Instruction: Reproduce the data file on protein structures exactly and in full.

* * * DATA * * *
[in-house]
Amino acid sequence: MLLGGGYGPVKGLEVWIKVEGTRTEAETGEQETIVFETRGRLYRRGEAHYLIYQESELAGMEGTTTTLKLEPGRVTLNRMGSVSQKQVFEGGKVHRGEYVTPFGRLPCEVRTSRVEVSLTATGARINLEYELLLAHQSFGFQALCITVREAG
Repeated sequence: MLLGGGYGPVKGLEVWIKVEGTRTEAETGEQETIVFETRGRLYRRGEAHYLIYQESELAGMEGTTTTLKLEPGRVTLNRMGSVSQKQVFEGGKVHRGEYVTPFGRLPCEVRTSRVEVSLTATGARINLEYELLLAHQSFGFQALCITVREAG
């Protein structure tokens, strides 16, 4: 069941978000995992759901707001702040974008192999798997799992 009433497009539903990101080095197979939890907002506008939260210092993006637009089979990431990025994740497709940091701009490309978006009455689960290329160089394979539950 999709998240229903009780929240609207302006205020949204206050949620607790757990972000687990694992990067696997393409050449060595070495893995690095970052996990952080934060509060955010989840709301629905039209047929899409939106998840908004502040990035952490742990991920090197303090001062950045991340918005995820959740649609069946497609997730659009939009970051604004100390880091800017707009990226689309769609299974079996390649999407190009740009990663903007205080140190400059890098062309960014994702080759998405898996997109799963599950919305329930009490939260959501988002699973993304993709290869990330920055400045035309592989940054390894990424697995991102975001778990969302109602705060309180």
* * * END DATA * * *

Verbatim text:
[in-house]
Amino acid sequence: MLLGGGYGPVKGLEVWIKVEGTRTEAETGEQETIVFETRGRLYRRGEAHYLIYQESELAGMEGTTTTLKLEPGRVTLNRMGSVSQKQVFEGGKVHRGEYVTPFGRLPCEVRTSRVEVSLTATGARINLEYELLLAHQSFGFQALCITVREAG
Repeated sequence: MLLGGGYGPVKGLEVWIKVEGTRTEAETGEQETIVFETRGRLYRRGEAHYLIYQESELAGMEGTTTTLKLEPGRVTLNRMGSVSQKQVFEGGKVHRGEYVTPFGRLPCEVRTSRVEVSLTATGARINLEYELLLAHQSFGFQALCITVREAG
């Protein structure tokens, strides 16, 4: 069941978000995992759901707001702040974008192999798997799992 009433497009539903990101080095197979939890907002506008939260210092993006637009089979990431990025994740497709940091701009490309978006009455689960290329160089394979539950 999709998240229903009780929240609207302006205020949204206050949620607790757990972000687990694992990067696997393409050449060595070495893995690095970052996990952080934060509060955010989840709301629905039209047929899409939106998840908004502040990035952490742990991920090197303090001062950045991340918005995820959740649609069946497609997730659009939009970051604004100390880091800017707009990226689309769609299974079996390649999407190009740009990663903007205080140190400059890098062309960014994702080759998405898996997109799963599950919305329930009490939260959501988002699973993304993709290869990330920055400045035309592989940054390894990424697995991102975001778990969302109602705060309180």